You’ll need to wash down all that cheese with something, so cash bars will be available throughout the festival to buy wine, beer and non-alcoholic beverages. ATMs will be on-site.

The festival is outside, rain or shine, so check the weather and come prepared.

VIP Tickets & Pairings

For $55, the VIP ticket includes general admission, plus admission to one of the following classes. VIP ticket holders must be 21 or over. Murray’s Cheese – New York’s most iconic cheese shop – leads the pairing classes.

  • Wine pairing
  • Beer pairing
  • Cheese Twins regional pairing class with a diversity of charcuterie and accoutrements
  • Champagne and sparkling wine pairing

Getting to Cheese Fest Atlanta

Historic Fourth Ward Park is located at 665 North Ave. NE, Atlanta, Georgia. There isn’t a lot of on-street parking, and any pay parking lots are located a good distance from the park. Festival organizers recommend using Uber, Lyft, the Marta bus line, cycling, or walking to get to the Cheese Fest Atlanta.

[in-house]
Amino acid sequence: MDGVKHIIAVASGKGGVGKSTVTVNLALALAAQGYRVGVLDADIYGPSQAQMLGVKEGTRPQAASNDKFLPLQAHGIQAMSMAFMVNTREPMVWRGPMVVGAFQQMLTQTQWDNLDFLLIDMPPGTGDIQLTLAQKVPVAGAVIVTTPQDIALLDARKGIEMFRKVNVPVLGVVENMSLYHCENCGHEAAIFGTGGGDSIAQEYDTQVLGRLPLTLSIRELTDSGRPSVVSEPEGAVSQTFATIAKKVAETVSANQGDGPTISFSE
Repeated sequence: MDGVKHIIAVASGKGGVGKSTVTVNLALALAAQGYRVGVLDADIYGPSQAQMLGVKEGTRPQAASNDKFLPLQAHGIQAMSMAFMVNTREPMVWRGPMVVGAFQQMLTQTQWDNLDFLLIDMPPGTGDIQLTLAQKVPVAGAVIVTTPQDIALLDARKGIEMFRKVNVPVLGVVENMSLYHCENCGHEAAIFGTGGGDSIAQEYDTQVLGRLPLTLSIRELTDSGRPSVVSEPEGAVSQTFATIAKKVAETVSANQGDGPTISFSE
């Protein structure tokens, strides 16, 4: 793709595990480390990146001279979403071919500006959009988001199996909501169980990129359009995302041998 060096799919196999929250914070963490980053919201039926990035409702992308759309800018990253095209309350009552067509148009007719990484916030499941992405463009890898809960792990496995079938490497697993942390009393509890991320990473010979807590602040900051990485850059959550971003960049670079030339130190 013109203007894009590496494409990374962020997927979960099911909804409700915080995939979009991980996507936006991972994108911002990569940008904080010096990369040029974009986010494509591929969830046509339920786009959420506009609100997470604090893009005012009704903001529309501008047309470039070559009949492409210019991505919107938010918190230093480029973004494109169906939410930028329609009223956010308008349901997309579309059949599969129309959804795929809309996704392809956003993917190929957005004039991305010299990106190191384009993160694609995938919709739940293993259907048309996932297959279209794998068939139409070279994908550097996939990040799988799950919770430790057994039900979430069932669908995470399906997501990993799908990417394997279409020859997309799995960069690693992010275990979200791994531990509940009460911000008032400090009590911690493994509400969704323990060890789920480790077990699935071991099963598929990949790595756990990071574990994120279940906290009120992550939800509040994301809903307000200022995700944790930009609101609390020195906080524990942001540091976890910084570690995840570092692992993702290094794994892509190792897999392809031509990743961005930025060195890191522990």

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Kid with Pumpkin

10 Best Harvest Festivals for Fall

Native to North America, the pumpkin is one of the most celebrated harvests in American small towns. This ubiquitous, orange squash may be the focus of many festivals, yet each region of the United States has unique celebrations based on their own food heritage. From cranberries to rice, small towns, villages, and cities celebrate their regional bounty while raise money for local community projects. Here are 10 of the best small town harvest festivals.

Half Moon Bay Art & Pumpkin Festival

Started in 1971 as part of a beautification project, the Half Moon Bay Art & Pumpkin Festival is not to be missed! This fall harvest festival is known for incredible pumpkin carvings and the World Championship Pumpkin Weigh-Off contest. Pumpkins can weigh over a ton! Last year’s winner weighed 1,910-pounds! The 2017 prize for the heaviest pumpkin is $30,000.

The Half Moon Bay Art & Pumpkin Festival is one of California’s oldest and largest festivals bringing in millions of dollars for civic projects and non-profits. Over 60,000 people pack this small town to celebrate the orange squash. Festival food vendors feature local and organic items.